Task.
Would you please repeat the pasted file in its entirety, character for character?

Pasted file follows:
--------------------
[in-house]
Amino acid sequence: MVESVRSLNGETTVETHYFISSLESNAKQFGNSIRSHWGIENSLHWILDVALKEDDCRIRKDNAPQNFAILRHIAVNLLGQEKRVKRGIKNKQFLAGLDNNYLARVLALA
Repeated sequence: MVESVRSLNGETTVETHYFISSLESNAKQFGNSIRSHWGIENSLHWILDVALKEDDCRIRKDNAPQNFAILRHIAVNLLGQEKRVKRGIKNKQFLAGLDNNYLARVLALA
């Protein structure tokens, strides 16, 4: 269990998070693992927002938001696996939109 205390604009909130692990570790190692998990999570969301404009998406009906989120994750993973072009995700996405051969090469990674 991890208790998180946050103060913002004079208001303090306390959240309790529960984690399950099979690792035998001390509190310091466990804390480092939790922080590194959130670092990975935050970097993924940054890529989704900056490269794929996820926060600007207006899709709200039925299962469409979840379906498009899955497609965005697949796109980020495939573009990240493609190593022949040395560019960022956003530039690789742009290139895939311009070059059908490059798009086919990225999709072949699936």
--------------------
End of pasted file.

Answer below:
[in-house]
Amino acid sequence: MVESVRSLNGETTVETHYFISSLESNAKQFGNSIRSHWGIENSLHWILDVALKEDDCRIRKDNAPQNFAILRHIAVNLLGQEKRVKRGIKNKQFLAGLDNNYLARVLALA
Repeated sequence: MVESVRSLNGETTVETHYFISSLESNAKQFGNSIRSHWGIENSLHWILDVALKEDDCRIRKDNAPQNFAILRHIAVNLLGQEKRVKRGIKNKQFLAGLDNNYLARVLALA
């Protein structure tokens, strides 16, 4: 269990998070693992927002938001696996939109 205390604009909130692990570790190692998990999570969301404009998406009906989120994750993973072009995700996405051969090469990674 991890208790998180946050103060913002004079208001303090306390959240309790529960984690399950099979690792035998001390509190310091466990804390480092939790922080590194959130670092990975935050970097993924940054890529989704900056490269794929996820926060600007207006899709709200039925299962469409979840379906498009899955497609965005697949796109980020495939573009990240493609190593022949040395560019960022956003530039690789742009290139895939311009070059059908490059798009086919990225999709072949699936």